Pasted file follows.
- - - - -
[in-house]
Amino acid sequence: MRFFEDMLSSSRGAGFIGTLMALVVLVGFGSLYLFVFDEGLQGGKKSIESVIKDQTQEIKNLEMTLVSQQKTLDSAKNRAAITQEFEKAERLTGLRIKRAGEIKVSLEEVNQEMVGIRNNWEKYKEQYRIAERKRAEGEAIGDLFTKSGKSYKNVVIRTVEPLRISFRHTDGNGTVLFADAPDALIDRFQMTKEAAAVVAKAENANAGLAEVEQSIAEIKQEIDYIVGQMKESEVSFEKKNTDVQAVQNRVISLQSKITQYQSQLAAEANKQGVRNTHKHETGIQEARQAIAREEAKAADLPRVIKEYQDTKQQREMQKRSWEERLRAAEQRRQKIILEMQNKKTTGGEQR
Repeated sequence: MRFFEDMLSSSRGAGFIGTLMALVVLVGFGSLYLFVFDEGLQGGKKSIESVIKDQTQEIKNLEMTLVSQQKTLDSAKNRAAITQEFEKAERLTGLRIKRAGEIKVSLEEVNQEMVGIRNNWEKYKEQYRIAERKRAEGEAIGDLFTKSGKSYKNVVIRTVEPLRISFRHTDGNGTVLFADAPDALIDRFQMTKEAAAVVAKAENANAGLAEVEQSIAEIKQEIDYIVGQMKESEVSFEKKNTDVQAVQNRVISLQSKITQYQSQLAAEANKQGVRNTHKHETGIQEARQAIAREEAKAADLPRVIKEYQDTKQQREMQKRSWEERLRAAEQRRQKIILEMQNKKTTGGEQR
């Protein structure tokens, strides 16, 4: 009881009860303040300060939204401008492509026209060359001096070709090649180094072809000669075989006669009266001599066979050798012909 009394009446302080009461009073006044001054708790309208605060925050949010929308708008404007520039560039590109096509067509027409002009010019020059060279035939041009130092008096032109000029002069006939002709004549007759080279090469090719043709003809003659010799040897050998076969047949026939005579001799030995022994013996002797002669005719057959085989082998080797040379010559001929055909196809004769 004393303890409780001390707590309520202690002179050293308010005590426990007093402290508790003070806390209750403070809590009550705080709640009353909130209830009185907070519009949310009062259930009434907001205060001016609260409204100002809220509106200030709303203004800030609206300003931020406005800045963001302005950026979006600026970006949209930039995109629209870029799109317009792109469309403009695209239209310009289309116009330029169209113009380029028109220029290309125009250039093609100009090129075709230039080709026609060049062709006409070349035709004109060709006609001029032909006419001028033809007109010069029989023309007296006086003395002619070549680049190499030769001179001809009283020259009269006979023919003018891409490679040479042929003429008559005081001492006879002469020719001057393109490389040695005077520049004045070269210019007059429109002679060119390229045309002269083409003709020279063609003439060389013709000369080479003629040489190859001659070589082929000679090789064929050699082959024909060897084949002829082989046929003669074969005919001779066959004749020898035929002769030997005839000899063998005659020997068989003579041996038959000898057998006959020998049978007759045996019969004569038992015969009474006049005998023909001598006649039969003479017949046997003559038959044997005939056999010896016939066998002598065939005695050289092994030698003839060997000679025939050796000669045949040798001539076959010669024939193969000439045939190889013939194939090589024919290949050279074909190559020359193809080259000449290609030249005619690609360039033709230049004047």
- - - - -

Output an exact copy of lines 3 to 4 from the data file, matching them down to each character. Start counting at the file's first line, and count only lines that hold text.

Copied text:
Repeated sequence: MRFFEDMLSSSRGAGFIGTLMALVVLVGFGSLYLFVFDEGLQGGKKSIESVIKDQTQEIKNLEMTLVSQQKTLDSAKNRAAITQEFEKAERLTGLRIKRAGEIKVSLEEVNQEMVGIRNNWEKYKEQYRIAERKRAEGEAIGDLFTKSGKSYKNVVIRTVEPLRISFRHTDGNGTVLFADAPDALIDRFQMTKEAAAVVAKAENANAGLAEVEQSIAEIKQEIDYIVGQMKESEVSFEKKNTDVQAVQNRVISLQSKITQYQSQLAAEANKQGVRNTHKHETGIQEARQAIAREEAKAADLPRVIKEYQDTKQQREMQKRSWEERLRAAEQRRQKIILEMQNKKTTGGEQR
């Protein structure tokens, strides 16, 4: 009881009860303040300060939204401008492509026209060359001096070709090649180094072809000669075989006669009266001599066979050798012909 009394009446302080009461009073006044001054708790309208605060925050949010929308708008404007520039560039590109096509067509027409002009010019020059060279035939041009130092008096032109000029002069006939002709004549007759080279090469090719043709003809003659010799040897050998076969047949026939005579001799030995022994013996002797002669005719057959085989082998080797040379010559001929055909196809004769 004393303890409780001390707590309520202690002179050293308010005590426990007093402290508790003070806390209750403070809590009550705080709640009353909130209830009185907070519009949310009062259930009434907001205060001016609260409204100002809220509106200030709303203004800030609206300003931020406005800045963001302005950026979006600026970006949209930039995109629209870029799109317009792109469309403009695209239209310009289309116009330029169209113009380029028109220029290309125009250039093609100009090129075709230039080709026609060049062709006409070349035709004109060709006609001029032909006419001028033809007109010069029989023309007296006086003395002619070549680049190499030769001179001809009283020259009269006979023919003018891409490679040479042929003429008559005081001492006879002469020719001057393109490389040695005077520049004045070269210019007059429109002679060119390229045309002269083409003709020279063609003439060389013709000369080479003629040489190859001659070589082929000679090789064929050699082959024909060897084949002829082989046929003669074969005919001779066959004749020898035929002769030997005839000899063998005659020997068989003579041996038959000898057998006959020998049978007759045996019969004569038992015969009474006049005998023909001598006649039969003479017949046997003559038959044997005939056999010896016939066998002598065939005695050289092994030698003839060997000679025939050796000669045949040798001539076959010669024939193969000439045939190889013939194939090589024919290949050279074909190559020359193809080259000449290609030249005619690609360039033709230049004047």